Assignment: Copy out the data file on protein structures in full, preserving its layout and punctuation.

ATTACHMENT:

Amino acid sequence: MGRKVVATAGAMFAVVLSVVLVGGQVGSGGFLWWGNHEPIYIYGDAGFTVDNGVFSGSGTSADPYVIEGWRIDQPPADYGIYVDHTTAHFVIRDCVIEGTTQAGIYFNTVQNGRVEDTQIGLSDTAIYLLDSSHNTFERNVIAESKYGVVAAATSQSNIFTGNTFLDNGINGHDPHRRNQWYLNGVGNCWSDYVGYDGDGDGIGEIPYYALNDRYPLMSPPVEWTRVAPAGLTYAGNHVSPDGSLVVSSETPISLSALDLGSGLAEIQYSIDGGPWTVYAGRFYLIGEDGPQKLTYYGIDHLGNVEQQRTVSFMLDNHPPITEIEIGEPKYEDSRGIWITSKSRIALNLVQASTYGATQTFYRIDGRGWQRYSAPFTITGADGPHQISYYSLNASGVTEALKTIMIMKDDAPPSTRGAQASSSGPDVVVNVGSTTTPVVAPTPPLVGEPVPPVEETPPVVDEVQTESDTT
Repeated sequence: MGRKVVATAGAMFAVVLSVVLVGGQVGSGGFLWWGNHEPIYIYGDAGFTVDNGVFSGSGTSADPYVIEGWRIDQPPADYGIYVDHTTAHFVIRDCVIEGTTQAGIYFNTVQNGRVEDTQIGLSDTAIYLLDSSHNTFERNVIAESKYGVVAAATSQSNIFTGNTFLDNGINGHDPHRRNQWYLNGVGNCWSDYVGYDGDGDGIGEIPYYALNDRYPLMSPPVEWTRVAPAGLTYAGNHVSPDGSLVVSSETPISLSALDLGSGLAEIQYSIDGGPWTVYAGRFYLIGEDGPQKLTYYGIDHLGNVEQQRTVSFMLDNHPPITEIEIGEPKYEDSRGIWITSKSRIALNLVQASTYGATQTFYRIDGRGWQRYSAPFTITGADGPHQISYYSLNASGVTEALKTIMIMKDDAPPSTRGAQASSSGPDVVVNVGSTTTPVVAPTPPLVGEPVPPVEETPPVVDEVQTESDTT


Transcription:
Amino acid sequence: MGRKVVATAGAMFAVVLSVVLVGGQVGSGGFLWWGNHEPIYIYGDAGFTVDNGVFSGSGTSADPYVIEGWRIDQPPADYGIYVDHTTAHFVIRDCVIEGTTQAGIYFNTVQNGRVEDTQIGLSDTAIYLLDSSHNTFERNVIAESKYGVVAAATSQSNIFTGNTFLDNGINGHDPHRRNQWYLNGVGNCWSDYVGYDGDGDGIGEIPYYALNDRYPLMSPPVEWTRVAPAGLTYAGNHVSPDGSLVVSSETPISLSALDLGSGLAEIQYSIDGGPWTVYAGRFYLIGEDGPQKLTYYGIDHLGNVEQQRTVSFMLDNHPPITEIEIGEPKYEDSRGIWITSKSRIALNLVQASTYGATQTFYRIDGRGWQRYSAPFTITGADGPHQISYYSLNASGVTEALKTIMIMKDDAPPSTRGAQASSSGPDVVVNVGSTTTPVVAPTPPLVGEPVPPVEETPPVVDEVQTESDTT
Repeated sequence: MGRKVVATAGAMFAVVLSVVLVGGQVGSGGFLWWGNHEPIYIYGDAGFTVDNGVFSGSGTSADPYVIEGWRIDQPPADYGIYVDHTTAHFVIRDCVIEGTTQAGIYFNTVQNGRVEDTQIGLSDTAIYLLDSSHNTFERNVIAESKYGVVAAATSQSNIFTGNTFLDNGINGHDPHRRNQWYLNGVGNCWSDYVGYDGDGDGIGEIPYYALNDRYPLMSPPVEWTRVAPAGLTYAGNHVSPDGSLVVSSETPISLSALDLGSGLAEIQYSIDGGPWTVYAGRFYLIGEDGPQKLTYYGIDHLGNVEQQRTVSFMLDNHPPITEIEIGEPKYEDSRGIWITSKSRIALNLVQASTYGATQTFYRIDGRGWQRYSAPFTITGADGPHQISYYSLNASGVTEALKTIMIMKDDAPPSTRGAQASSSGPDVVVNVGSTTTPVVAPTPPLVGEPVPPVEETPPVVDEVQTESDTT